For those who aren't familiar, 'Her' follows the story of a lonely man (Theodore) who purchases, and pursues a relationship with a simulated consciousness. The consciousness is just like any other in the sense that it is constantly evolving, learning and possesses its own feelings.
The consciousness names herself Samantha after trawling through several thousand baby name books in .02 of a second. She says that she chose Samantha because she likes the sound of the name as she says it. Whilst we originally feel sorry for this character in her absence of a physical form, this begins to change dramatically as the film progresses.
Everyone in the film is quite supportive of the fact that Theodore is dating a computerised consciousness. This was surprising for me, the viewer, as this seemed quite evolved to what you would believe a human reaction to be.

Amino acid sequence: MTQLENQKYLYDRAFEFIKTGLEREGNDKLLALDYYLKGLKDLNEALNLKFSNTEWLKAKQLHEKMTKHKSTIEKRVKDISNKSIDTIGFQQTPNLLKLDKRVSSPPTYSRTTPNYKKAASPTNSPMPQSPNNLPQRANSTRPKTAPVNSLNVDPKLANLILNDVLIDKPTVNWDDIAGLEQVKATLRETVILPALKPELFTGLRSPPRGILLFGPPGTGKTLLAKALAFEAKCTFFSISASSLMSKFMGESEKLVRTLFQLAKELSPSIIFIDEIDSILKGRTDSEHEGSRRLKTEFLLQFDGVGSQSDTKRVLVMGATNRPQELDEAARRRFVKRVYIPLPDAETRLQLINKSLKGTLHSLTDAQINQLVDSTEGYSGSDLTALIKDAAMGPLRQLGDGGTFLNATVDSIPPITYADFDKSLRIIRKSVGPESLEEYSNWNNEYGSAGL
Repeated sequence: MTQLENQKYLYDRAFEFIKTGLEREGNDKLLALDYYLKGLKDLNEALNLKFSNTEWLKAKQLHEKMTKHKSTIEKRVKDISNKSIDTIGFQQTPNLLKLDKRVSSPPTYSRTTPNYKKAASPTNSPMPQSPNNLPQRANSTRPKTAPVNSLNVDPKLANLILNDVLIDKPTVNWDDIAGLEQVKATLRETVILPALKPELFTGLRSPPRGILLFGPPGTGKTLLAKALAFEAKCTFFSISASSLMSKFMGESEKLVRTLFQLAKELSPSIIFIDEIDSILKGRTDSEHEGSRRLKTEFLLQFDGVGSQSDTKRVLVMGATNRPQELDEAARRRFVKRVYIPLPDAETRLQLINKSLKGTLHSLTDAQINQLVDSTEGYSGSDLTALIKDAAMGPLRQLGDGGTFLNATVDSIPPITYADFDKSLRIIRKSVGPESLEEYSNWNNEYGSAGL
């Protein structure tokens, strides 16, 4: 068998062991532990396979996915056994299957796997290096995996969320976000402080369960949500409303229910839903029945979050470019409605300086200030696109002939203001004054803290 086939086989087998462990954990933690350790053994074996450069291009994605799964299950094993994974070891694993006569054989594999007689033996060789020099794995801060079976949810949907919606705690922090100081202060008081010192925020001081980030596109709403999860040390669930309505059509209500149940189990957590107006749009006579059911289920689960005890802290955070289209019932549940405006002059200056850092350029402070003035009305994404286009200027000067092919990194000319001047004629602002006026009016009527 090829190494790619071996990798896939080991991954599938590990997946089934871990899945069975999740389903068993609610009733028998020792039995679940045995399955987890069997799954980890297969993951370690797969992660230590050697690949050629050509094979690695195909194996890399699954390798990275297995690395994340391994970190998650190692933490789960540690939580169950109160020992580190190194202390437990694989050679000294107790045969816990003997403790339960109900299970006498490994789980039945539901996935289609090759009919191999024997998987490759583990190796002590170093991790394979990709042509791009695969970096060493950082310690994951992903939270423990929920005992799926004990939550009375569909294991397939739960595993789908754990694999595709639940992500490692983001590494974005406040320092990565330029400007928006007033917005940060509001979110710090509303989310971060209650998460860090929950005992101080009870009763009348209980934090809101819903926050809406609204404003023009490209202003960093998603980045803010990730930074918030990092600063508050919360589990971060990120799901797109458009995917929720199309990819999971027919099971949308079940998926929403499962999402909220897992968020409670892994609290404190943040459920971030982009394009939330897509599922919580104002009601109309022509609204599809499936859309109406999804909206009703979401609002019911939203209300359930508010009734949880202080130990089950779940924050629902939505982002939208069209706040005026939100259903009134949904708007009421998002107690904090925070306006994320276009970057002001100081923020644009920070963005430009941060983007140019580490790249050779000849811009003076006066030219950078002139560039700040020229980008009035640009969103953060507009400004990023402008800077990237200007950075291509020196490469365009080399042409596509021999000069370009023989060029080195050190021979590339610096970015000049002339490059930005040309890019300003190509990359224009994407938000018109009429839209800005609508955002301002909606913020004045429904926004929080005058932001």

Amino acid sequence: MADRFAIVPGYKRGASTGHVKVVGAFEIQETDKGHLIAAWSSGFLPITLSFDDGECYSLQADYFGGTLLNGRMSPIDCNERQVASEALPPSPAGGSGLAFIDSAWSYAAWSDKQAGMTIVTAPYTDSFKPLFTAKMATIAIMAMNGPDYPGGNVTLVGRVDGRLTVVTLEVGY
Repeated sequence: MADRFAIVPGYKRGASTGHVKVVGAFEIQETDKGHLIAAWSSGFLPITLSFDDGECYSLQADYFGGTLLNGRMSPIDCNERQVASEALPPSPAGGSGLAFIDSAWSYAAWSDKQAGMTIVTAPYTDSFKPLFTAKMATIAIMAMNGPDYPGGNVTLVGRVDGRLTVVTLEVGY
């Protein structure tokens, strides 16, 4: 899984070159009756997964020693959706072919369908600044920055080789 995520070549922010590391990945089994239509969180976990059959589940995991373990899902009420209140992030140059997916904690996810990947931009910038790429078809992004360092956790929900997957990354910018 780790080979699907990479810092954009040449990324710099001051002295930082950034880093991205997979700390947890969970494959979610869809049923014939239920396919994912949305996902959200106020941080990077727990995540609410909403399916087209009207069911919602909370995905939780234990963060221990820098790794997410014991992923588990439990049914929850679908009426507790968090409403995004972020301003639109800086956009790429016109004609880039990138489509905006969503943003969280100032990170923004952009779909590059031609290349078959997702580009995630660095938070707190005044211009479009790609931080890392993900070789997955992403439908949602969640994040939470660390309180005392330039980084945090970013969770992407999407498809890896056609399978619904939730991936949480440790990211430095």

It got me thinking about our relationships to our bodies. Originally, viewers feel pity for Samantha as she lacks the basic physical form to explore herself and her relationship. She fantasises about having an itch on her back; such a triviality but such an interesting concept to fantasise being without.
Whilst we originally feel sorry for Samantha, this manifests into awe as the film evolves. Samantha's growing rate is phenomenal. Not only can she speak to 8,000 people at once, but her emotions grow more and more complex as her figurative heart continues to expand. This deems Theodore to be limited as he struggles to keep up with her.
This film leaves the viewer in question of our limitations. We are constrained by our bodies and time. This film is entirely worth seeing as it makes you question your bodily awareness in the world, and how your body forges a relationship with your mentality and ideas of self.